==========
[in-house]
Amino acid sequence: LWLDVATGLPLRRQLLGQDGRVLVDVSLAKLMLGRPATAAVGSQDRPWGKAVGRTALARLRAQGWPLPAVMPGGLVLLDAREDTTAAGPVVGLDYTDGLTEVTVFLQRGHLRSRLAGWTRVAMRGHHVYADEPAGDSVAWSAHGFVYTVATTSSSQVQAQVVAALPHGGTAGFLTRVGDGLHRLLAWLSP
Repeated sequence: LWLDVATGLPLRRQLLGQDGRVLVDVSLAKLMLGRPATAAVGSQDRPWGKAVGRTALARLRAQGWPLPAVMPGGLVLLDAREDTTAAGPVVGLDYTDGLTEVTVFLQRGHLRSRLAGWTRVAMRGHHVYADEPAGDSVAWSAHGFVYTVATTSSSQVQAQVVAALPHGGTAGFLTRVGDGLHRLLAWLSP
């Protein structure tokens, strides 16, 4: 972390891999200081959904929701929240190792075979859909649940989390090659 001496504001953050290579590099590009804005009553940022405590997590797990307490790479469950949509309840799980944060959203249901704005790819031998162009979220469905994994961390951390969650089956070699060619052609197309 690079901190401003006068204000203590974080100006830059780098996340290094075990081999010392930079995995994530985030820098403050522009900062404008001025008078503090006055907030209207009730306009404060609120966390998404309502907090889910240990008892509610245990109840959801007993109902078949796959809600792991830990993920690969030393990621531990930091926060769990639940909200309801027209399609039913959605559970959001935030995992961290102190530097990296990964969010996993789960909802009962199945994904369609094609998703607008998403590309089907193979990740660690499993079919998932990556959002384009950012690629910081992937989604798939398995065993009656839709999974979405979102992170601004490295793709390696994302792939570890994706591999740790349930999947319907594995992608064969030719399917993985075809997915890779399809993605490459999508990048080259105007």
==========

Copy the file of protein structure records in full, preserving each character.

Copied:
[in-house]
Amino acid sequence: LWLDVATGLPLRRQLLGQDGRVLVDVSLAKLMLGRPATAAVGSQDRPWGKAVGRTALARLRAQGWPLPAVMPGGLVLLDAREDTTAAGPVVGLDYTDGLTEVTVFLQRGHLRSRLAGWTRVAMRGHHVYADEPAGDSVAWSAHGFVYTVATTSSSQVQAQVVAALPHGGTAGFLTRVGDGLHRLLAWLSP
Repeated sequence: LWLDVATGLPLRRQLLGQDGRVLVDVSLAKLMLGRPATAAVGSQDRPWGKAVGRTALARLRAQGWPLPAVMPGGLVLLDAREDTTAAGPVVGLDYTDGLTEVTVFLQRGHLRSRLAGWTRVAMRGHHVYADEPAGDSVAWSAHGFVYTVATTSSSQVQAQVVAALPHGGTAGFLTRVGDGLHRLLAWLSP
């Protein structure tokens, strides 16, 4: 972390891999200081959904929701929240190792075979859909649940989390090659 001496504001953050290579590099590009804005009553940022405590997590797990307490790479469950949509309840799980944060959203249901704005790819031998162009979220469905994994961390951390969650089956070699060619052609197309 690079901190401003006068204000203590974080100006830059780098996340290094075990081999010392930079995995994530985030820098403050522009900062404008001025008078503090006055907030209207009730306009404060609120966390998404309502907090889910240990008892509610245990109840959801007993109902078949796959809600792991830990993920690969030393990621531990930091926060769990639940909200309801027209399609039913959605559970959001935030995992961290102190530097990296990964969010996993789960909802009962199945994904369609094609998703607008998403590309089907193979990740660690499993079919998932990556959002384009950012690629910081992937989604798939398995065993009656839709999974979405979102992170601004490295793709390696994302792939570890994706591999740790349930999947319907594995992608064969030719399917993985075809997915890779399809993605490459999508990048080259105007």